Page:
From education to employment

Out of School, Out of Pocket


A new study of UK parents has discovered the true price parents will pay for extra curricular activities before their children turn 18, with as many as 77 percent admitting they feel under huge pressure to find extra cash each week for activities, tuition, sports training and clubs, as school budgets are cut and families are left to plug the gaps.

The findings from the report – Out of School, Out of Pocket, come as head teachers and teaching unions warn that school budgets are not keeping pace with rising student numbers and schools can no longer afford to offer the full range of activities that parents expect.

According to the data six in ten (58 percent) parents feel they have to find the money because their children simply love their chosen activities, while 35 percent said they just want to give their offspring every possible chance in life.

Almost one in three (30 percent) said they want to look back on and say they did as much as they possibly could for their kids, while a further 20 percent want their children to be more successful than they were.

Over one in ten (11 percent) admitted they felt guilty if they didn’t give their children every opportunity, while a further 7 percent admitted they felt pressure to keep up with other parents.

And according to the study, it’s not just the financial burden parents have to shoulder, with the average parent spending 156 hours (that’s six and a half days of every year) ferrying their children to and from activities.

In fact, modern parent’s dedication to their offspring also means the days of lazy weekend lie-ins are a thing of the past, with most of us having to be up and out by 8am on a Saturday AND a Sunday, according to the report.

According to the survey of 2,000 parents by education communications consultancy GK and Partners the average British child does three activities a week with swimming lessons and clubs proving the most popular out of school activity (45 percent), followed by sports training (28 percent), dance and ballet lessons (18 percent) and gymnastics (17 percent).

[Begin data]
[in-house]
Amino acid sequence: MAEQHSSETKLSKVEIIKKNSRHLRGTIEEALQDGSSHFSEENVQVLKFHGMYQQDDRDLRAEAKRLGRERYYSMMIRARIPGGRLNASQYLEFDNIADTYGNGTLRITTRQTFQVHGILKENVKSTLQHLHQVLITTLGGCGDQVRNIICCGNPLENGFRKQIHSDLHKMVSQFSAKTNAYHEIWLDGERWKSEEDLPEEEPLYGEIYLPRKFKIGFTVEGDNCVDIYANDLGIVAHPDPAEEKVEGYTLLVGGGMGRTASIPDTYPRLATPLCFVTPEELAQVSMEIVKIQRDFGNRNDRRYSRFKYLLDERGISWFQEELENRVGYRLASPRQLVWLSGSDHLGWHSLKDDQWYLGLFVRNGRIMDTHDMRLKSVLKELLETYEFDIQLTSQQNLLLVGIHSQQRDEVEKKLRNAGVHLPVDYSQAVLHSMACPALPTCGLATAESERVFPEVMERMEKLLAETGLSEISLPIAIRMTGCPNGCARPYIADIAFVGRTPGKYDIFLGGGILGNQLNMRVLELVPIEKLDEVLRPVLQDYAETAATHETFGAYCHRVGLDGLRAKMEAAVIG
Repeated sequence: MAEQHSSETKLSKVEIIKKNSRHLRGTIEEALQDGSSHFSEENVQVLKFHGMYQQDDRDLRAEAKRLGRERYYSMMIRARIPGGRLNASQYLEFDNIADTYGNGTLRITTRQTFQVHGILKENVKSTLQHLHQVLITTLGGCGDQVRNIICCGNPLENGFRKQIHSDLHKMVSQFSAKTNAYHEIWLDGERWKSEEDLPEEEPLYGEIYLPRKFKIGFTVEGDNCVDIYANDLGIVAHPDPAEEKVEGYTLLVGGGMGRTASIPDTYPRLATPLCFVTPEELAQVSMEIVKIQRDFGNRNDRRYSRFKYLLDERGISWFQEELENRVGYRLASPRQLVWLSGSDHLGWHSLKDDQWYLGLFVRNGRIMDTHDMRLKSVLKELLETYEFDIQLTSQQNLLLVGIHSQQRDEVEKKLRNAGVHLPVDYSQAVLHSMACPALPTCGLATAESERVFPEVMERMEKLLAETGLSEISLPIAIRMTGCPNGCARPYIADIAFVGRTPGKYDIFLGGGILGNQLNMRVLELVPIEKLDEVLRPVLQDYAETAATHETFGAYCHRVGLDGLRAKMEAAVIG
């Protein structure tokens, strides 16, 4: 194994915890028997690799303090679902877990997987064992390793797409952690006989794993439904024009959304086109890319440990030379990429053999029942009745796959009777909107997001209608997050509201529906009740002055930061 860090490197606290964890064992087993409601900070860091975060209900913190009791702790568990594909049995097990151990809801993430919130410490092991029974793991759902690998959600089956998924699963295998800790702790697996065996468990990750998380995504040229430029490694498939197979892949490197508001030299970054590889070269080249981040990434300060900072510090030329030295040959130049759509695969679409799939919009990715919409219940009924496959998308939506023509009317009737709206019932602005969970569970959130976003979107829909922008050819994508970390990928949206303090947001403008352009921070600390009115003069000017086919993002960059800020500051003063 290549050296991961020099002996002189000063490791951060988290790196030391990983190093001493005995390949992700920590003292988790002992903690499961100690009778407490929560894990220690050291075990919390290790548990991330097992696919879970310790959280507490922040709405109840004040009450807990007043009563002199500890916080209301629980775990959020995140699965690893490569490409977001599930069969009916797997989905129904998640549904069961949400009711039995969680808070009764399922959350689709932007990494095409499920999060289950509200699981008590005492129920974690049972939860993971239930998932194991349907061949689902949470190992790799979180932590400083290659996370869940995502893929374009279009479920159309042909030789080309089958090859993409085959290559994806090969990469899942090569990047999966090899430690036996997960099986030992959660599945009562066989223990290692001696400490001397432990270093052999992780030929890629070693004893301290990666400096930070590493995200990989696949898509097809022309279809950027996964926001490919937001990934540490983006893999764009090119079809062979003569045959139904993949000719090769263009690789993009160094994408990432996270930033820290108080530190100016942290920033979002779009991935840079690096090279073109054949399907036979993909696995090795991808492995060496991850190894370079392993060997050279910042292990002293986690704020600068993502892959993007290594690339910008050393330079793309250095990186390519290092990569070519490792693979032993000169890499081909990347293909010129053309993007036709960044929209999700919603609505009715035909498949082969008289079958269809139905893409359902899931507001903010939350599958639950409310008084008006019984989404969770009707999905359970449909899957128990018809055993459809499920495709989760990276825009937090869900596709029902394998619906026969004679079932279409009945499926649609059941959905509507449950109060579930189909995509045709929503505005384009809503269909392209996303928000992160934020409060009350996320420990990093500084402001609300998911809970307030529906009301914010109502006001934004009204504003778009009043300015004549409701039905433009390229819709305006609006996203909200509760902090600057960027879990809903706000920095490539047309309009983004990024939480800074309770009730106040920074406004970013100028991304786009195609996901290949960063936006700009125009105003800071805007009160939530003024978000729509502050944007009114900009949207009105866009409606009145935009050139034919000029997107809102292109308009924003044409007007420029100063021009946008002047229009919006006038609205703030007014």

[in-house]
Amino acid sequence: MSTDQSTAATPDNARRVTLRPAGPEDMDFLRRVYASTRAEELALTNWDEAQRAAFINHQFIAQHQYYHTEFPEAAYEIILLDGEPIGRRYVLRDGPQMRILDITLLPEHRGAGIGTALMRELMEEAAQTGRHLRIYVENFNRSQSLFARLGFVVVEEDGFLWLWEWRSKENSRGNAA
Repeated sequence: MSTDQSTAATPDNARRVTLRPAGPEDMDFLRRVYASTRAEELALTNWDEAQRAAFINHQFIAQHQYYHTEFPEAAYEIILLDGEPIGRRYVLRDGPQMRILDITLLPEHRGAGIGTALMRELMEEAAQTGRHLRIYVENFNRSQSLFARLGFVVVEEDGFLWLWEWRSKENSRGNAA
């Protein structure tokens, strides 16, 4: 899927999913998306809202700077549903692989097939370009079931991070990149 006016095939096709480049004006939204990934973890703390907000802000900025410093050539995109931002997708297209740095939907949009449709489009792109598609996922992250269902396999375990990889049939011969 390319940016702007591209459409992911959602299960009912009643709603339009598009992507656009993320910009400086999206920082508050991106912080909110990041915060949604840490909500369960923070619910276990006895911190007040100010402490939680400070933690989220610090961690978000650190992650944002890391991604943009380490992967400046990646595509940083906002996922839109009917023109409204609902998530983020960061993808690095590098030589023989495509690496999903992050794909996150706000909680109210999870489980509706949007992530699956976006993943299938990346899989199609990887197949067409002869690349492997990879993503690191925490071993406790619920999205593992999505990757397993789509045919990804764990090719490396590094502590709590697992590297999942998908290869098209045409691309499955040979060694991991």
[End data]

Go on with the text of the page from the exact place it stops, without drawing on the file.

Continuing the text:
Mark Cooper, a spokesperson at GKP, said parents probably felt they had little choice but to splash the cash: “If cash-strapped schools can’t provide an education in the broadest sense then parents will do what they can to plug the gaps – even if meets cutting back elsewhere.”

But he pointed out that they were doing it for the best of reasons: “It’s sobering, and somewhat comforting, to learn that the number one reason why parents spend so much money and time on out-of-school activities is that children enjoy them. To be sure, ambition and future success are also significant motivations, but it’s heartening to learn that parents agree to pay for those extra guitar and dancing lessons not principally because they think their children will land a better job, or to impress the neighbours, but because they want to indulge simple childish pleasure.

“That indulgence isn’t cheap. But the spending on activities that can be loosely termed

‘non-academic’ – sports, music and drama – rather than on extra tuition, suggests that parents are interested in giving their children an ‘education’ in the broadest sense rather than merely helping them to improve their school grades.”

One in ten pay for painting lessons, while a further 10 percent shell out for drama classes and a hopeful 4 percent said they pay for extra lessons, tuition and coaching to make the children famous in their chosen field.

A staggering 89 percent of the mums and dads polled said they thought being a parent was more competitive than it had every been when they were children.

Over half (51 percent) of parents admit they are probably putting too much pressure on their youngsters, while 78 percent claimed their children completely take for granted everything they do for them and 39 percent saying their children lived in a bubble – unaware of the realities of life.

However, 29 percent said wrapping their children up in cotton wool was a good thing.

The report shows that the average British parent spends a staggering £355 a year on equipment, kit and lessons which are quit or dumped after as little as two weeks.


  • Sports/clubs/training/lessons – £260 a year, £3,380 in a childhood
  • Dance/Ballet/clubs/lessons – £208 a year, £2,704 in a childhood
  • Drama/clubs/lessons – £156 a year, £2,028 in a childhood
  • Extra tuition/maths/English – £468 a year, £6,084 in a childhood
  • Musical instruments/lessons – £208 a year, £2,704 in a childhood
  • Swimming/lessons/clubs/admission – £312 a year, £4,056 in a childhood
  • Gymnastics/self-defence/Judo/Karate – £416 a year, £5,408 in a childhood
  • Arts/Painting/lessons/clubs – £156 a year, £2,028 in a childhood

Total: £28,392

Related Articles